Neutral when stopped...fuel savings?

Discussion in 'Gen 3 Prius Fuel Economy' started by Author, May 31, 2010.

  1. Author

    Author New Member

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    The Prius is set up to "creep", even with the ICE off, when stopped. It's reasonable then that energy (battery charge) is be being consumed to provide this movement.

    Can we then expect battery charge savings (and hence fuel savings) by shifting the transmission into neutral at long lights? Is there a saving of transmission wear too?

    In my old Jetta TDI (automatic) the fuel consumption at idle dropped by 50% (according to my ScanGaugeII) when shifted into neutral at lights.
     
  2. qbee42

    qbee42 My other car is a boat

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    Press on the brake when stopped. This eliminates the simulated creep, so no energy is wasted. If you hold the brake down very lightly it is possible to draw some power when not moving.

    Tom
     
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  3. bwilson4web

    bwilson4web i3 and Prime

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    The 2001-03 Prius engine ran until the coolant reached 70C. Shifting into "N" when stopped appeared to reduce fuel burn by a measurable amount. However, that effect is gone in the 2010 Prius. I can't find any use for "N" as a fuel savings except to coast up to a light or stop sign.

    Bob Wilson
     
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  4. Author

    Author New Member

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    Thanks Tom and Bob...been wondering about that for a while.
     
  5. E-GINO

    E-GINO Active Member

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    Scangauge Xgauge "amp" (Battery Amps) tells me that shifting to Neutral when stopped, the absorbed current changes from 1,5 amp to 1,0 amp. Therefore, while waiting at the red lights, I usually shift to N.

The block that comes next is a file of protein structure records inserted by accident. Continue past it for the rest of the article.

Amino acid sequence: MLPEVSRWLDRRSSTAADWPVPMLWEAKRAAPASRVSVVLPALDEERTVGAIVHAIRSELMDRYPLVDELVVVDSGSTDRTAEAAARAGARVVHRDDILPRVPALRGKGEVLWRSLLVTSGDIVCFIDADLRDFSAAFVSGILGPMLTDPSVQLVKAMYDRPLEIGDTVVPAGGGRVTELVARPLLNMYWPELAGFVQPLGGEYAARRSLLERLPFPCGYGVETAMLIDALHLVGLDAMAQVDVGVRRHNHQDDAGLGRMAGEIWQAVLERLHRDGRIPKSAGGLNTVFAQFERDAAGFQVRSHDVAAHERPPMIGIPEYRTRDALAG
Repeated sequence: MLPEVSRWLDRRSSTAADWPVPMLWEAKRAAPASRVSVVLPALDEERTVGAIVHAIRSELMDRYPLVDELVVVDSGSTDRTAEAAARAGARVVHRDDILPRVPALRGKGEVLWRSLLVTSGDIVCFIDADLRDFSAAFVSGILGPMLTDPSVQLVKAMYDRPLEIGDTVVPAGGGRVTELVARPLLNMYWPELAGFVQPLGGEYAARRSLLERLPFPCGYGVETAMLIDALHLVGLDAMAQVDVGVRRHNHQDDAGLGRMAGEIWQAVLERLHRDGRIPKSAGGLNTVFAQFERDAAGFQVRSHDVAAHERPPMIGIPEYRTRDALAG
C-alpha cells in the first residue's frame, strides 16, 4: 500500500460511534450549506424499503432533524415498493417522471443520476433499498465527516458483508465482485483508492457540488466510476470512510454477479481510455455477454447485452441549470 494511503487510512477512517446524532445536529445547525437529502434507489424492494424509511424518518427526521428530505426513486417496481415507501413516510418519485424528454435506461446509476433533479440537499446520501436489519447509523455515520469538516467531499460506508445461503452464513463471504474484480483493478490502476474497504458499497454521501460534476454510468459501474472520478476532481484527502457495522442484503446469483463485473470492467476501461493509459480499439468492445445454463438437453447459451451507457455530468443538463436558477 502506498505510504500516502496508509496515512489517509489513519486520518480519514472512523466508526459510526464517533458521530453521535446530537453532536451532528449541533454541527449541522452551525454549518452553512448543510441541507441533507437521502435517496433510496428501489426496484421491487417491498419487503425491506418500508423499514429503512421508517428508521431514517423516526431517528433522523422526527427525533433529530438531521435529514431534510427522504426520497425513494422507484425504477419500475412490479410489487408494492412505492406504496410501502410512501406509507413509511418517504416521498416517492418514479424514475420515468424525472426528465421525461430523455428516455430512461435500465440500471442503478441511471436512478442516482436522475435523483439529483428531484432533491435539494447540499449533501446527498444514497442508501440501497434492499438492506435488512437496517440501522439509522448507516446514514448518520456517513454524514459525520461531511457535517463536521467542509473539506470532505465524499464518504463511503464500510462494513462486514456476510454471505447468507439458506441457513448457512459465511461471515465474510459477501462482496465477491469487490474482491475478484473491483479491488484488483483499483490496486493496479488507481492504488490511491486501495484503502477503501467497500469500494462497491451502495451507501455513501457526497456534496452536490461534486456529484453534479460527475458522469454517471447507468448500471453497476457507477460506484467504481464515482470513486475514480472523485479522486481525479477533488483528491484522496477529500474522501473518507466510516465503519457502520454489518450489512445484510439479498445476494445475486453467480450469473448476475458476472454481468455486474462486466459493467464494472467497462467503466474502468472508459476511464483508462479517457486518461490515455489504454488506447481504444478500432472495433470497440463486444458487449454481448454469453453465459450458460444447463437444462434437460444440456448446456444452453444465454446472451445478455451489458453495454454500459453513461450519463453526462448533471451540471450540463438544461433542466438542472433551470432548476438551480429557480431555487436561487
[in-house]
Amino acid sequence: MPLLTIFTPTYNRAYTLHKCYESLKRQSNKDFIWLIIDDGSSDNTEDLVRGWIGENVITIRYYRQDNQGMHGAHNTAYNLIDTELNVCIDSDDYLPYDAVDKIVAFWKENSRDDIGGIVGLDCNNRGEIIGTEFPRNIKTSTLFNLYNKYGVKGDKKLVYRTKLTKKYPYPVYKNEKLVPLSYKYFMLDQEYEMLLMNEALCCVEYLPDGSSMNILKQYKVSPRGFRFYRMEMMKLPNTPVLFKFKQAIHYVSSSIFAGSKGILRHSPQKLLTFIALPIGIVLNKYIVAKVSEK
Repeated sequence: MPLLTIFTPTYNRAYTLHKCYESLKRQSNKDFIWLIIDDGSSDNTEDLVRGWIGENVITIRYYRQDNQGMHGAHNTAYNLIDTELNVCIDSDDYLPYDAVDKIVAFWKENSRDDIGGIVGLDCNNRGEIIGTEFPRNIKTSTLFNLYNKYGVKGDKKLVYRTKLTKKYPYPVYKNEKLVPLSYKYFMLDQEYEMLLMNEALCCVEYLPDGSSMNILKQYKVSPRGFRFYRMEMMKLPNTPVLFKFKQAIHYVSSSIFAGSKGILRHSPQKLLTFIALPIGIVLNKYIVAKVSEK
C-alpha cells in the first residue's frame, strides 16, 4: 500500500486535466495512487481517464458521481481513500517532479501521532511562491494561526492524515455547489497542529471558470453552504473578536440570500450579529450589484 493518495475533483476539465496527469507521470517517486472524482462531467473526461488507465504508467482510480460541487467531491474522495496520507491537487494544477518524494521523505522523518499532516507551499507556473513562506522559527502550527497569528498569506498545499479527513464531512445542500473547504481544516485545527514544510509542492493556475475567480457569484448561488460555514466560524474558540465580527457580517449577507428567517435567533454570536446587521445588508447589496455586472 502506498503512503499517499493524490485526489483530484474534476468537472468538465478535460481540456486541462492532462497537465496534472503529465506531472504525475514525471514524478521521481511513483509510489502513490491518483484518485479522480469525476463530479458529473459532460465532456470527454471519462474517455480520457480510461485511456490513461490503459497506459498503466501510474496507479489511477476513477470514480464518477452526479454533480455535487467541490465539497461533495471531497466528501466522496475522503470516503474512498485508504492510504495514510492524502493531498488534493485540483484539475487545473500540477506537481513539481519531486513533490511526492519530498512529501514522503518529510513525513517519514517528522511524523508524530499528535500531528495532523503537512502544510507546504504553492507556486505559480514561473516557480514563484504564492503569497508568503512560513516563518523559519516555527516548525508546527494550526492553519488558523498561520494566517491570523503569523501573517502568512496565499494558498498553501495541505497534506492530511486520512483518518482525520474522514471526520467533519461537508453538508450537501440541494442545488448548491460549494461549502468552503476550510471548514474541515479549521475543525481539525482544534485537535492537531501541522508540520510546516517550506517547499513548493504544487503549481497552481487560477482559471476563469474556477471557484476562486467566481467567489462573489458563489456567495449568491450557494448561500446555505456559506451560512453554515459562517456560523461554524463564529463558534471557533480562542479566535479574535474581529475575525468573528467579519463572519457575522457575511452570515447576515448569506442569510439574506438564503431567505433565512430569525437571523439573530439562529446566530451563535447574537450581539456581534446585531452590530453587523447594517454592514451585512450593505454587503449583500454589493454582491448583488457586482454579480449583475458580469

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  6. Author

    Author New Member

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    Ciao E-GINO and thanks.

    I'll have to set up the amp gauge and try it. Five hundred milliamps doesn't seem like much, but over time could offer some fuel saving.

    By the way, what are you paying for a litre of petrol in your neck of the woods? Here, $ 0,981/L (Can).
     
  7. mand

    mand New Member

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    If if I have to wait for a longer time at the traffic light I just push the Park button and rest my foot and relax ( of course the ground level has to be flat or nearly flat to that you don't get a jerk when you let go of the foot brake after the P button is pressed).
    Mand
     
  8. fuzzy1

    fuzzy1 Senior Member

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    Nothing in the Prius transmission ever physically engages or disengages when you switch between D, N, and R, so these have no wear implications.

    Park does engage the HSD equivalent of a parking pawl, and B will spin up the engine faster, so these do theoretically have some wear potential.
     
  9. MJFrog

    MJFrog Active Member

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    Hmmmm. Sounds like a good recipe to get rear-ended...no brake lights to let inattentive drivers know you're stopped.
     
  10. E-GINO

    E-GINO Active Member

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    Well, honestly I cannot say "the drain is 0,5 Amps" because the minimum reading of the XGauge "amp" is 0,5 amp as well, i.e. there is no solution of continuity between 1,5 A and 1,0 A Xgauge readings. Anyway, for sure there is a loss, because the electric motor is contrasting the braking force applied, so some energy is converted in heat. Coming to your question, these times I pay for a liter of Premium (98 octanes) something like a whopping 1,44 Euros. This is another incentive to look for details, in term of economy... all in all, the hybrids economy performances are composed by little pieces of savings. And related fun....
     
  11. mand

    mand New Member

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    Thanks for pointing it out. I always put in P when I can see 1-2 cars stopped behind me and never when I am the only one or the last one at the traffic light. Yes it is dangerous as you pointed it out re inattentive drivers and no brakelight on.
     
  12. pablovv

    pablovv Junior Member

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    I see more electric consumption when stopped in a ramp, so when I reach 12 or 11 Kph I put N.
     
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